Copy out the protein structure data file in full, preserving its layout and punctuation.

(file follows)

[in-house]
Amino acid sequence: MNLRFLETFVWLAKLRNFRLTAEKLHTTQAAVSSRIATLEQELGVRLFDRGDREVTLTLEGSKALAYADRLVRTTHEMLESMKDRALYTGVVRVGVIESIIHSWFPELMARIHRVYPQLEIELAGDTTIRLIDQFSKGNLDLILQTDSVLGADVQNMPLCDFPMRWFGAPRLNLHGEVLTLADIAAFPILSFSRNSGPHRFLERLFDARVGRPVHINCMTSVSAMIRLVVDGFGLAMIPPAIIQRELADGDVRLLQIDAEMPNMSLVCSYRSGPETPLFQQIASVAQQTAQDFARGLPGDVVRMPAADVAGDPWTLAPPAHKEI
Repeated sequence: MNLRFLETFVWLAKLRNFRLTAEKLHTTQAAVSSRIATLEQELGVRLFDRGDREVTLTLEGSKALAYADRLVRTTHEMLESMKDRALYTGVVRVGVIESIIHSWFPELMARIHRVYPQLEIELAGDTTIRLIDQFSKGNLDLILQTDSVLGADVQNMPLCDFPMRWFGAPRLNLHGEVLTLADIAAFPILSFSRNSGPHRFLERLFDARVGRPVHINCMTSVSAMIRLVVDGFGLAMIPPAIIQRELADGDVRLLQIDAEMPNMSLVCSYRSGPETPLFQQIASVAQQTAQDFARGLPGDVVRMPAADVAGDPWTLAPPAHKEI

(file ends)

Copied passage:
[in-house]
Amino acid sequence: MNLRFLETFVWLAKLRNFRLTAEKLHTTQAAVSSRIATLEQELGVRLFDRGDREVTLTLEGSKALAYADRLVRTTHEMLESMKDRALYTGVVRVGVIESIIHSWFPELMARIHRVYPQLEIELAGDTTIRLIDQFSKGNLDLILQTDSVLGADVQNMPLCDFPMRWFGAPRLNLHGEVLTLADIAAFPILSFSRNSGPHRFLERLFDARVGRPVHINCMTSVSAMIRLVVDGFGLAMIPPAIIQRELADGDVRLLQIDAEMPNMSLVCSYRSGPETPLFQQIASVAQQTAQDFARGLPGDVVRMPAADVAGDPWTLAPPAHKEI
Repeated sequence: MNLRFLETFVWLAKLRNFRLTAEKLHTTQAAVSSRIATLEQELGVRLFDRGDREVTLTLEGSKALAYADRLVRTTHEMLESMKDRALYTGVVRVGVIESIIHSWFPELMARIHRVYPQLEIELAGDTTIRLIDQFSKGNLDLILQTDSVLGADVQNMPLCDFPMRWFGAPRLNLHGEVLTLADIAAFPILSFSRNSGPHRFLERLFDARVGRPVHINCMTSVSAMIRLVVDGFGLAMIPPAIIQRELADGDVRLLQIDAEMPNMSLVCSYRSGPETPLFQQIASVAQQTAQDFARGLPGDVVRMPAADVAGDPWTLAPPAHKEI